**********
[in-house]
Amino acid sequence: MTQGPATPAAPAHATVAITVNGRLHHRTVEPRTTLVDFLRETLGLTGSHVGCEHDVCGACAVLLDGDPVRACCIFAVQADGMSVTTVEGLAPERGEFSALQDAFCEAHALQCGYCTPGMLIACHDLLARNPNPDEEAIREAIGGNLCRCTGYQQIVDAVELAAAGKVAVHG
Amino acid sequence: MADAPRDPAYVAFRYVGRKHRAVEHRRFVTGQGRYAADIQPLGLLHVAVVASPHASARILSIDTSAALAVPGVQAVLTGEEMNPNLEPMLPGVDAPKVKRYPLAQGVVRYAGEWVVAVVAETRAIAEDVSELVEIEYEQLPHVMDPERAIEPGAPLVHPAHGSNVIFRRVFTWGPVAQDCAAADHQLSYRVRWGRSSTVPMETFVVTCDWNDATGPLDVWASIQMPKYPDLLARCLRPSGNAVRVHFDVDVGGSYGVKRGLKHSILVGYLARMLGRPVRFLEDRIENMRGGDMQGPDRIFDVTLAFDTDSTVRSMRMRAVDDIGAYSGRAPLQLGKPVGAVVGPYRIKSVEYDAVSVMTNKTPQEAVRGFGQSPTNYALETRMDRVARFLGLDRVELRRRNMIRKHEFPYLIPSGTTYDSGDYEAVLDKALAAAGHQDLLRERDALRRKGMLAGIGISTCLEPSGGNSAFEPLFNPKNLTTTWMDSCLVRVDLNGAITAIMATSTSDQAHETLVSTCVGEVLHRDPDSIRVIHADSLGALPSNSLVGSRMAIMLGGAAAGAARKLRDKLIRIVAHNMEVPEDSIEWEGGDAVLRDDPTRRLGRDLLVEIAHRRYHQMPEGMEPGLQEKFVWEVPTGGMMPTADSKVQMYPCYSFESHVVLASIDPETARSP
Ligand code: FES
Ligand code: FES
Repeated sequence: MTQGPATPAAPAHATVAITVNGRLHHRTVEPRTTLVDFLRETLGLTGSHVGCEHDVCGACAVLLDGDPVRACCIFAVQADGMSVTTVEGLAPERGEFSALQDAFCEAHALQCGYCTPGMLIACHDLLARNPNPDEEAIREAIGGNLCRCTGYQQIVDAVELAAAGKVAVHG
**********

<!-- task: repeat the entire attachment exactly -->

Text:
[in-house]
Amino acid sequence: MTQGPATPAAPAHATVAITVNGRLHHRTVEPRTTLVDFLRETLGLTGSHVGCEHDVCGACAVLLDGDPVRACCIFAVQADGMSVTTVEGLAPERGEFSALQDAFCEAHALQCGYCTPGMLIACHDLLARNPNPDEEAIREAIGGNLCRCTGYQQIVDAVELAAAGKVAVHG
Amino acid sequence: MADAPRDPAYVAFRYVGRKHRAVEHRRFVTGQGRYAADIQPLGLLHVAVVASPHASARILSIDTSAALAVPGVQAVLTGEEMNPNLEPMLPGVDAPKVKRYPLAQGVVRYAGEWVVAVVAETRAIAEDVSELVEIEYEQLPHVMDPERAIEPGAPLVHPAHGSNVIFRRVFTWGPVAQDCAAADHQLSYRVRWGRSSTVPMETFVVTCDWNDATGPLDVWASIQMPKYPDLLARCLRPSGNAVRVHFDVDVGGSYGVKRGLKHSILVGYLARMLGRPVRFLEDRIENMRGGDMQGPDRIFDVTLAFDTDSTVRSMRMRAVDDIGAYSGRAPLQLGKPVGAVVGPYRIKSVEYDAVSVMTNKTPQEAVRGFGQSPTNYALETRMDRVARFLGLDRVELRRRNMIRKHEFPYLIPSGTTYDSGDYEAVLDKALAAAGHQDLLRERDALRRKGMLAGIGISTCLEPSGGNSAFEPLFNPKNLTTTWMDSCLVRVDLNGAITAIMATSTSDQAHETLVSTCVGEVLHRDPDSIRVIHADSLGALPSNSLVGSRMAIMLGGAAAGAARKLRDKLIRIVAHNMEVPEDSIEWEGGDAVLRDDPTRRLGRDLLVEIAHRRYHQMPEGMEPGLQEKFVWEVPTGGMMPTADSKVQMYPCYSFESHVVLASIDPETARSP
Ligand code: FES
Ligand code: FES
Repeated sequence: MTQGPATPAAPAHATVAITVNGRLHHRTVEPRTTLVDFLRETLGLTGSHVGCEHDVCGACAVLLDGDPVRACCIFAVQADGMSVTTVEGLAPERGEFSALQDAFCEAHALQCGYCTPGMLIACHDLLARNPNPDEEAIREAIGGNLCRCTGYQQIVDAVELAAAGKVAVHG